Kansas legislators abandon Brownback's tax experiment

Other lawmakers said they were concerned with how the tax increases would harm those with lower incomes and families in the state.

Kansas Governor Sam Brownback's radical tax cuts in 2012 represented a conservative's dream.

Supporters of the tax bill were short in both chambers of the two-thirds majorities they would need to override a veto, but several lawmakers said Tuesday that the chances of repudiating Brownback are good because the Legislature's annual session is dragging out.

Kansas legislators have delivered a bill that would increase income taxes to Republican Gov. Sam Brownback's office so that he can quickly fulfill his promise to veto it. "I think it's the wrong philosophy to implement". "All of a sudden they're going to increase taxes or increase something somewhere else", said Friesen.

Passage of Senate Bill 30 with two-thirds majorities in the House and Senate brings to an end signature tax policies of the Brownback administration.

That is no coincidence, since Brownback is well connected to the Republican policymaking establishment in Washington.

Burdett Loomis, a professor of political science at the University of Kansas, said Kansas's tradition of moderate governance and history of moderate Republicans sets the state apart from many of its other deep red counterparts.

The bill ends an exemption on taxation championed by the governor that affects farmers and business owners organized as limited liability corporations.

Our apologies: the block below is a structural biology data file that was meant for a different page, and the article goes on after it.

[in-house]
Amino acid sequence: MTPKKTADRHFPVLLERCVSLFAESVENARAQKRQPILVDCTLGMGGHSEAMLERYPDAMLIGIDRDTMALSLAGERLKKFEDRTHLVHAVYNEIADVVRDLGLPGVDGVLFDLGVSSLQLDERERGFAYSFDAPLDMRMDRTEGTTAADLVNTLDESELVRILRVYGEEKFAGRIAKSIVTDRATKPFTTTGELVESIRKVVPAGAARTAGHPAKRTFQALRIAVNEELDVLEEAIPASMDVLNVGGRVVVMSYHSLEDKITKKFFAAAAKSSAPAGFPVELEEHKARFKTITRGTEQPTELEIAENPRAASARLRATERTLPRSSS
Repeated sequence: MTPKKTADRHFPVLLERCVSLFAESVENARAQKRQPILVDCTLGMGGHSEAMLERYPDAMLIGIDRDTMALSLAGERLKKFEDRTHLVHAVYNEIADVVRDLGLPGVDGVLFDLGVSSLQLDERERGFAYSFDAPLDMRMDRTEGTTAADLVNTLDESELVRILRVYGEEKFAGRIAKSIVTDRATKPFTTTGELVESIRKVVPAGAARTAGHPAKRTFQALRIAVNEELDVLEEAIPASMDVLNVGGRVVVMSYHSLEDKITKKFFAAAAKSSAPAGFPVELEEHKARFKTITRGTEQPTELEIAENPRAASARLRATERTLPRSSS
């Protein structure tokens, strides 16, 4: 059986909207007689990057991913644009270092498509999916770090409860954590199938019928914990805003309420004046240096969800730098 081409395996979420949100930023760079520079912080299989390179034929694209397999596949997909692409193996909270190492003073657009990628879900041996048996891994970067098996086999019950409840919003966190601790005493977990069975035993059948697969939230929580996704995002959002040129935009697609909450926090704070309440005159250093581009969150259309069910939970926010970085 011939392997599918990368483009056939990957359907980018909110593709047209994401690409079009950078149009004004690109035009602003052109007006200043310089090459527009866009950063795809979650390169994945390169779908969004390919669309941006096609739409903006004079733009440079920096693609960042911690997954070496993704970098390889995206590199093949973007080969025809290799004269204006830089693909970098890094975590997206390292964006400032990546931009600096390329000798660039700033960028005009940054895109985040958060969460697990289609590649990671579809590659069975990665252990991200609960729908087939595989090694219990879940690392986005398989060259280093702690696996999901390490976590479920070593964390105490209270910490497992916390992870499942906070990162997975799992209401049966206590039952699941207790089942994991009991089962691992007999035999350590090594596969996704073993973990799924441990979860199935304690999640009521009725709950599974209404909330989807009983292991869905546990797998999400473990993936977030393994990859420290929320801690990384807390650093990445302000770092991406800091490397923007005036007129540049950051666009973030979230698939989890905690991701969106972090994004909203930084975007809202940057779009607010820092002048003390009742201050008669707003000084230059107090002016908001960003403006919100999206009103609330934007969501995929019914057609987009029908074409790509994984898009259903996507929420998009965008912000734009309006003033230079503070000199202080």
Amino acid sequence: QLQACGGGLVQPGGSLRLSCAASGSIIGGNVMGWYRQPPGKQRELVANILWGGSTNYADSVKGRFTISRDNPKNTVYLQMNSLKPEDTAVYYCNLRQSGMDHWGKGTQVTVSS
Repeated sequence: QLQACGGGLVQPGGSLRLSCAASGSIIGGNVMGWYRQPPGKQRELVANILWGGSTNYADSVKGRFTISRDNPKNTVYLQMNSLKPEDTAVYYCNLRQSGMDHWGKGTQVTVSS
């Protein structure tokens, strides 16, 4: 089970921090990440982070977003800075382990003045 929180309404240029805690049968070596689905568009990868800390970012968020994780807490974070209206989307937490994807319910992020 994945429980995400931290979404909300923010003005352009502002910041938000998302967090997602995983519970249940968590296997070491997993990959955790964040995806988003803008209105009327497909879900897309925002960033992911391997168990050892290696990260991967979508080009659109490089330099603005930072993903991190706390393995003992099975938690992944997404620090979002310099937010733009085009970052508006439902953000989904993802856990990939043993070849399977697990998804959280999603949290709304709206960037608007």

"But it's not about me". "This does move the state of Kansas forward". It's about which way we want to go.

The governor endorsed less aggressive income tax increases and proposed raising cigarette and liquor taxes and annual filing fees for for-profit businesses. "Or a pro-growth state?" You can't get something for nothing. With a tax plan complete and new school finance formula sent to the governor, the Legislature still must agree on the state budget.

"I voted "yes" on that override not because I was convinced of the merits of that bill".

Tuesday's veto was Brownback's third this session. Brenda Dietrich and Fred Patton, Topeka Republicans; and Reps. He talked about closing a $900 million deficit over two years by selling off future tobacco settlement payments to Kansas in exchange for a one-time infusion of cash and recommended the state delay government contributions to the Kansas Public Employees Retirement System. He had not voted for the tax plan when it passed the House Monday night.

The tax increase was created to also cover extra aid to the state's 286 local public school districts because the state Supreme Court ruled in March that education funding is inadequate. That led to separate votes approving a new school funding formula, which is on the governor's desk, and the tax legislation he tried to derail.

This time around, Lawmakers had the votes - the Senate voted, 27-13, to override the veto, and the House followed in an 88-31 vote.

"Respect to me does not mean blind agreement", Longbine said. "I think there will be a large backlash".

"Most budget people would have been able to look at the numbers and say, 'This isn't going to work, '" Kraus, a Kansas City-area Republican, said of the Kansas experiment. It gets rid of the so-called "glide path to zero" strategy that would phase out state income taxes over time.

The president's tax plan, unveiled by the White House Wednesday, strongly resembles the disastrous tax plan passed in Kansas in 2012.